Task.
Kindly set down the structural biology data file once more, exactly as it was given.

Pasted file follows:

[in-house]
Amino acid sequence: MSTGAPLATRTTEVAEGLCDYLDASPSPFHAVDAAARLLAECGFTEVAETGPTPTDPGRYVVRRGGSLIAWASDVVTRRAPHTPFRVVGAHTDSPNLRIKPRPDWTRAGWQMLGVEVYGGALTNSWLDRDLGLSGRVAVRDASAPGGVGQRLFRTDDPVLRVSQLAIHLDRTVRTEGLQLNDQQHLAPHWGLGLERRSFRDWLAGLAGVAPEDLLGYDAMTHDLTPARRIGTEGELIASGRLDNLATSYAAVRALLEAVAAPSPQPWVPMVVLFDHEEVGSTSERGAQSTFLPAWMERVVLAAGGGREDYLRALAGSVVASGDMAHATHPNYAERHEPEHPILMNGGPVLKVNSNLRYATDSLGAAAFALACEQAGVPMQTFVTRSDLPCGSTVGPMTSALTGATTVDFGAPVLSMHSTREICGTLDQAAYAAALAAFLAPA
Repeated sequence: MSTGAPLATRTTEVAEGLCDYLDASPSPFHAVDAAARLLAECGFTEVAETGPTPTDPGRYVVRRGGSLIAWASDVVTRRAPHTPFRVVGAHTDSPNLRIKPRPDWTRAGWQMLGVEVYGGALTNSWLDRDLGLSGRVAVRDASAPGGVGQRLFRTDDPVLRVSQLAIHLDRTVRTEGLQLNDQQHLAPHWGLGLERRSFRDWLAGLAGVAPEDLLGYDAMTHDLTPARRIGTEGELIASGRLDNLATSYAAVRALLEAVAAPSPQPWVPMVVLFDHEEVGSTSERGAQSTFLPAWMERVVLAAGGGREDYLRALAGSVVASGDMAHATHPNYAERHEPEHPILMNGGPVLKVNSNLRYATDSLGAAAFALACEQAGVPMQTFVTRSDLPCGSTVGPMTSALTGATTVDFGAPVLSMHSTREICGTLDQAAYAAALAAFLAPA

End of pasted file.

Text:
[in-house]
Amino acid sequence: MSTGAPLATRTTEVAEGLCDYLDASPSPFHAVDAAARLLAECGFTEVAETGPTPTDPGRYVVRRGGSLIAWASDVVTRRAPHTPFRVVGAHTDSPNLRIKPRPDWTRAGWQMLGVEVYGGALTNSWLDRDLGLSGRVAVRDASAPGGVGQRLFRTDDPVLRVSQLAIHLDRTVRTEGLQLNDQQHLAPHWGLGLERRSFRDWLAGLAGVAPEDLLGYDAMTHDLTPARRIGTEGELIASGRLDNLATSYAAVRALLEAVAAPSPQPWVPMVVLFDHEEVGSTSERGAQSTFLPAWMERVVLAAGGGREDYLRALAGSVVASGDMAHATHPNYAERHEPEHPILMNGGPVLKVNSNLRYATDSLGAAAFALACEQAGVPMQTFVTRSDLPCGSTVGPMTSALTGATTVDFGAPVLSMHSTREICGTLDQAAYAAALAAFLAPA
Repeated sequence: MSTGAPLATRTTEVAEGLCDYLDASPSPFHAVDAAARLLAECGFTEVAETGPTPTDPGRYVVRRGGSLIAWASDVVTRRAPHTPFRVVGAHTDSPNLRIKPRPDWTRAGWQMLGVEVYGGALTNSWLDRDLGLSGRVAVRDASAPGGVGQRLFRTDDPVLRVSQLAIHLDRTVRTEGLQLNDQQHLAPHWGLGLERRSFRDWLAGLAGVAPEDLLGYDAMTHDLTPARRIGTEGELIASGRLDNLATSYAAVRALLEAVAAPSPQPWVPMVVLFDHEEVGSTSERGAQSTFLPAWMERVVLAAGGGREDYLRALAGSVVASGDMAHATHPNYAERHEPEHPILMNGGPVLKVNSNLRYATDSLGAAAFALACEQAGVPMQTFVTRSDLPCGSTVGPMTSALTGATTVDFGAPVLSMHSTREICGTLDQAAYAAALAAFLAPA